Salmonella From Tainted Water in Colorado May Have Sickened More Than 100Mar 21, 2008 | Parker Waichman LLP
Salmonella Cases In Alamosa Caused By Tainted Tap Water
The number of confirmed salmonella cases rose in Alamosa, Colorado on Thursday, as health officials investigated whether the outbreak was caused by tainted tap water. This week, residents were advised by health department officials to avoid tap water after salmonella contamination was believed discovered in the city's water system. A city spokeswoman said it was safe for residents to boil water before using it; otherwise, bottled water should be use. "Water to be consumed should be brought to a rolling boil, but there is no need to boil longer than 15 seconds," said spokeswoman Ellen T. Cohen. Health officials suggest using bottled water for brushing teeth, washing dishes, making ice, cooking, drinking, and making baby formula. While they said that residents could use tap water to bathe, they should be careful not to ingest it.
Alamosa spokeswoman Connie Ricci said there were 47 confirmed cases of salmonella, up 14 from one day before. She said 76 other cases were under investigation, up from 46. "I am very troubled by the drinking water situation in Alamosa. The risk that a possible contamination is currently imposing on the health and well being of thousands of residents is worrisome," said Senator Ken Salazar.
Water Tested Positive For Bacteria Believed To Be Salmonella
Health officials said the Alamosa tap water tested positive for bacteria believed to be salmonella, but are awaiting final confirmation. The cause of the contamination remained under investigation. Authorities said the first victim began showing symptoms around March 8; state health officials became aware of the outbreak Friday. Officials set up four centers where residents could receive free bottled water or bring containers to fill with safe water, Ricci said; however, residents were limited to one gallon of free water per person, per day. State emergency management officials activated an emergency operations center in the Denver suburb of Centennial to help coordinate deliveries of bottled water.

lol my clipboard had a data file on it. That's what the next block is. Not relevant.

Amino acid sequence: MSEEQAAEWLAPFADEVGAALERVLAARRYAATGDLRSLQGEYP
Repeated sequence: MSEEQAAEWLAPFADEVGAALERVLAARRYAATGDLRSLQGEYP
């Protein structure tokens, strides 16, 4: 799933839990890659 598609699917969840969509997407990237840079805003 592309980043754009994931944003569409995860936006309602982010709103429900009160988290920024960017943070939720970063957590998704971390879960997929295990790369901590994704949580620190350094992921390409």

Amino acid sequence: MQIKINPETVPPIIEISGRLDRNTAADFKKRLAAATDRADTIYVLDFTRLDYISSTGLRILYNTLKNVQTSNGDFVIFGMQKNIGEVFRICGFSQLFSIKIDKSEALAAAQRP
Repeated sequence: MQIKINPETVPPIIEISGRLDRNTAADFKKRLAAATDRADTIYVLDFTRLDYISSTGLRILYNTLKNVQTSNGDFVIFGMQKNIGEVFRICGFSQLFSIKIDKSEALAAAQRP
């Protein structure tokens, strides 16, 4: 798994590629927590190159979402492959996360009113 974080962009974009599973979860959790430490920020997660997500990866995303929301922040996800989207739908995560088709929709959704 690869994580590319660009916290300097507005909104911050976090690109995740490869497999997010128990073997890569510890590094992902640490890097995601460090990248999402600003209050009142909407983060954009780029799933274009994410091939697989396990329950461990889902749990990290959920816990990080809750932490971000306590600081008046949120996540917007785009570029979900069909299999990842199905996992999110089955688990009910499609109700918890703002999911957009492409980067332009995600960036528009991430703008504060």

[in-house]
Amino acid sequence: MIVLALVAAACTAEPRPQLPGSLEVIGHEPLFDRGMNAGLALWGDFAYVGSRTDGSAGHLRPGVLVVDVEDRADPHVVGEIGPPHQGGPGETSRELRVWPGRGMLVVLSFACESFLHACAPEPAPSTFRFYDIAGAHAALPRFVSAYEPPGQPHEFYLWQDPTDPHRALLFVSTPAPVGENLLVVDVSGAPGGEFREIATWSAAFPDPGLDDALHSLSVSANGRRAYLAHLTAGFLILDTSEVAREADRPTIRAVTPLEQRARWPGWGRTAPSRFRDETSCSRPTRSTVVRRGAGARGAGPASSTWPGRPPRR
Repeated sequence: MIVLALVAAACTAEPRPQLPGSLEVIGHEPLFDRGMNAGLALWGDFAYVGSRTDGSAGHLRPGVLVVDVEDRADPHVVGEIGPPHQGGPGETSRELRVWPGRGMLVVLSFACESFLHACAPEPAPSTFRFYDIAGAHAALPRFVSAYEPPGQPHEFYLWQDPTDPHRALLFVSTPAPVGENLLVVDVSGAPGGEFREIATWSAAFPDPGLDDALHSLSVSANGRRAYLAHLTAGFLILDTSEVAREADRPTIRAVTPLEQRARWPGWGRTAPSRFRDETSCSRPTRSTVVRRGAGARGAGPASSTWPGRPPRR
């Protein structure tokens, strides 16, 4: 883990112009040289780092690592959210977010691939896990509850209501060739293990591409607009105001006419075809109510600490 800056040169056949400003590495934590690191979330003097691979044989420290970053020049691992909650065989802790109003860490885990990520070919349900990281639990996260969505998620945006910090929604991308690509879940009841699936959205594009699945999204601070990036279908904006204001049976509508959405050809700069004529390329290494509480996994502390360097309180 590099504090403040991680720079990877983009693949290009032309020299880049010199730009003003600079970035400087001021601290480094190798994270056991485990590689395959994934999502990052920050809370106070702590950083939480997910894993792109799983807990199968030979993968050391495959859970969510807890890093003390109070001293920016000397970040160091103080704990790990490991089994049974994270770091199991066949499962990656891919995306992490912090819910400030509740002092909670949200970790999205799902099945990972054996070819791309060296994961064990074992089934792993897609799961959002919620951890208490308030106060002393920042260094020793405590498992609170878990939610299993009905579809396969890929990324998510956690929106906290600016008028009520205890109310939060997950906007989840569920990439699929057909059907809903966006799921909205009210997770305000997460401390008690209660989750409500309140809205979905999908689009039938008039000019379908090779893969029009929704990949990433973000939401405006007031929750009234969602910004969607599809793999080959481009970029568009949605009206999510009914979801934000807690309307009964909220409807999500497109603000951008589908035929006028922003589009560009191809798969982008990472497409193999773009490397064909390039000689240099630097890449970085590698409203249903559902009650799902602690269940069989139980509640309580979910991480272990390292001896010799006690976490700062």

People infected with salmonella develop diarrhea, fever, and abdominal cramps within 12 to 72 hours of infection. Laboratory testing is required to determine the presence of Salmonella; additional testing can determine the specific type and which antibiotics are needed. Generally, the illness lasts a week and most recover without treatment, but the elderly, infants, and people with impaired immune systems may require treatment and—in some—hospitalization is required because the infection may have spread from the intestines to the blood stream and other body sites. Severe cases can result in death if not treated. Waterborne salmonella outbreaks are fairly rare, said Mark Salley, a spokesman for the Colorado Department of Public Health and Environment. The bacteria are typically spread by food, he said. Information about this outbreak is available at the COHELP line 1-877-462-2911; recorded information is available from 8:00 am and 11:00 pm, Monday through Friday.
City officials plan to start flushing and disinfecting the water system in the next few days, a process that could take a week or more. During this time, residents must use bottled water when the city begins flushing the system. "Only bottled water should be consumed from the time the flushing of the system begins until further notice from city and state officials," Cohen said.
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